Alleged use of white phosphorus and attacks on health care should be investigated and prosecuted as possible war crimes
Physicians for Human Rights (PHR) is deeply alarmed by reports of wide-ranging and severe human rights violations committed by Turkish forces in Syria, a devastating escalation in an eight-year conflict defined by the egregious corrosion of international human rights and humanitarian norms.
According to reports from humanitarian organizations and news media, Turkish or Turkish-aligned forces have used incendiary weapons like white phosphorous and napalm in heavily-populated civilian areas; shelled hospitals and attacked medical vehicles; committed extrajudicial killings; and caused widespread displacement of civilians, fueling an already-critical humanitarian crisis in northern Syria.
Despite a cease-fire deal announced by Turkey and Russia on Tuesday, the situation for civilians in the region remains dire.
Now under investigation by the Organization for the Prohibition of Chemical Weapons (OPCW), the alleged severe burns of civilians from white phosphorous represent a horrific development in a conflict that has already seen extensive use of illegal chemical weapons by the Syrian government. White phosphorous is extremely toxic when inhaled, ingested, or absorbed through the skin, and it burns continuously with exposure to moisture or air. Small exposures are commonly fatal. International chemical weapons treaties restrict or prohibit the use of incendiary weapons like white phosphorus in civilian areas, such as those apparently subject to attacks in Syria.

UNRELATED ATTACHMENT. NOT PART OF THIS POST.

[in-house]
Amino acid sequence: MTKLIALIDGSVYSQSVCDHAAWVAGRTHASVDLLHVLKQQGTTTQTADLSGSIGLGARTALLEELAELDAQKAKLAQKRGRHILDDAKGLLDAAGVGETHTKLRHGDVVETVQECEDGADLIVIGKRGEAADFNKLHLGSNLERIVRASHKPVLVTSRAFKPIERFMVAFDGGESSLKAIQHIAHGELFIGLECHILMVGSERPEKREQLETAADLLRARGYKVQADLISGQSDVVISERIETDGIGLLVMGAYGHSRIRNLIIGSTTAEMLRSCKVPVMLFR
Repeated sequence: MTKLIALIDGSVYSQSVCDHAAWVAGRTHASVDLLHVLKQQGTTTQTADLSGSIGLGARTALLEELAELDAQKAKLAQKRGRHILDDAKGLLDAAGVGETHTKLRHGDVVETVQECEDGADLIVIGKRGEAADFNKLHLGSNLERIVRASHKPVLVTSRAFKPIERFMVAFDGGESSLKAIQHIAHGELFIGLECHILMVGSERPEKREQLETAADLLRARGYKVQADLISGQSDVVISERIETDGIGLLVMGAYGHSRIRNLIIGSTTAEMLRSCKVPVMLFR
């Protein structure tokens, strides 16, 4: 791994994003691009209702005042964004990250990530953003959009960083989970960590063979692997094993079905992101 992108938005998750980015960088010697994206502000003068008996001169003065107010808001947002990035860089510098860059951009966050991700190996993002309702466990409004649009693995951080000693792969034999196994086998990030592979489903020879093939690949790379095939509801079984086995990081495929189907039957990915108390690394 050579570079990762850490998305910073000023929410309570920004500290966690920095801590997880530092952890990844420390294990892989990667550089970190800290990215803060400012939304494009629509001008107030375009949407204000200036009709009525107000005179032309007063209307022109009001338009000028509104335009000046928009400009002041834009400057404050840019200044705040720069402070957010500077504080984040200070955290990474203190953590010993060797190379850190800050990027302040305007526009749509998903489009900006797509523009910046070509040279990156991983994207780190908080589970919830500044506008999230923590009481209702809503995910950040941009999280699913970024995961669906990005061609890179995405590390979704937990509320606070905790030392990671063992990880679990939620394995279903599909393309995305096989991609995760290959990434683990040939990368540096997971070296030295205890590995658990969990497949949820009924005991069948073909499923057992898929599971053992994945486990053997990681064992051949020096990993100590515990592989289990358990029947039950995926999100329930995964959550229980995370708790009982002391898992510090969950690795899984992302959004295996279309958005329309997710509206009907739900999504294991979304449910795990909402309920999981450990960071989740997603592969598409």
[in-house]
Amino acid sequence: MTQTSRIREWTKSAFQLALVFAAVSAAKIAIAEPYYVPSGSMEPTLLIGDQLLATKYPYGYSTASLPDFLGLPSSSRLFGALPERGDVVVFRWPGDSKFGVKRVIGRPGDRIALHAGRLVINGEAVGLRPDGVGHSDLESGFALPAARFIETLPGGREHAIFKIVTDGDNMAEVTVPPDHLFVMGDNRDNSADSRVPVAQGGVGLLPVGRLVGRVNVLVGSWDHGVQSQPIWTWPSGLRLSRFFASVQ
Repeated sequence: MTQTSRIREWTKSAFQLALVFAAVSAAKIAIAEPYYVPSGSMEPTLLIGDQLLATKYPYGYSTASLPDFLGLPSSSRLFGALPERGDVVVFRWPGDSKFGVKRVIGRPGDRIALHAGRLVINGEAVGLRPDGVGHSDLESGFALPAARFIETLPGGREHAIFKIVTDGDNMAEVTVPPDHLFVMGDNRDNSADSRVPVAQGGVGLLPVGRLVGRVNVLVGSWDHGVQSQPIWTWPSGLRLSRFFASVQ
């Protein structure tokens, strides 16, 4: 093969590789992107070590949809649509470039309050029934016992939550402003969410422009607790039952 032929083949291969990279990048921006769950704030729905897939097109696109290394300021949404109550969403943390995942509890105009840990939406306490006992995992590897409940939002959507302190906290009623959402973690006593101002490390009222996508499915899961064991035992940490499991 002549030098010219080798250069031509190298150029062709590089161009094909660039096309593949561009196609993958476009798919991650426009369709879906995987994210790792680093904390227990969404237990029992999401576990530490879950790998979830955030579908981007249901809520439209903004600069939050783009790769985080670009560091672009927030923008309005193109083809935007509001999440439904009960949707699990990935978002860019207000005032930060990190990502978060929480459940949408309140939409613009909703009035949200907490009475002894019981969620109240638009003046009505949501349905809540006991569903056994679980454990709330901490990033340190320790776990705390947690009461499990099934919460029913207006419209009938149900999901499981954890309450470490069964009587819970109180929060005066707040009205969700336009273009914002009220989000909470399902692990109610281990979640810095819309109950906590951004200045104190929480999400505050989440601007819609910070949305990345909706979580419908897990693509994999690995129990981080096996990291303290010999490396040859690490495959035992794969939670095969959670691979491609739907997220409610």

The following statement is attributed to Susannah Sirkin, director of policy at Physicians for Human Rights:
“PHR condemns in the strongest possible terms the latest onslaught on civilians in Syria, this time reportedly committed by Turkish forces. We urge all parties to the conflict to immediately cease all forms of attacks on civilians and to respect international human rights and humanitarian law. The alleged use of incendiary weapons in civilian areas, as well as attacks on health care and civilian infrastructure in Syria, should be investigated and prosecuted as possible war crimes.
“We are also profoundly aware of Turkey’s historic violations against its own Kurdish population, including attacks on health facilities in the southeast of the country. Turkey also has a long track-record of criminalizing health professionals for carrying out their duties to treat the sick and wounded without discrimination. When the Turkish Medical Association declared in a medical journal last year that ‘war is a public health problem,’ leaders from the organization were summarily arrested and detained. With this new front in Syria, President Erdoğan appears to be scaling up Turkey’s human rights violations and expanding them across the Syrian border.
“Physicians for Human Rights has documented the wholesale destruction of the Syrian health care system as a strategy of war by the Assad government and its Russian allies since the onset of the conflict in 2011. Their reprehensive conduct – from bombing hospitals to torturing health workers – has no place in this world. Turkey must not join this criminal strategy and should prevent its military from similarly attacking medical facilities, ambulances, and first-responders.
“With nearly 500,000 people displaced in northwest Syria in the past few months alone, all parties to the conflict and allied governments must assure the fundamental rights, security, and well-being of civilians and respect humanitarian norms.”
Physicians for Human Rights (PHR) is a New York-based advocacy organization that uses science and medicine to prevent mass atrocities and severe human rights violations. Learn more here.
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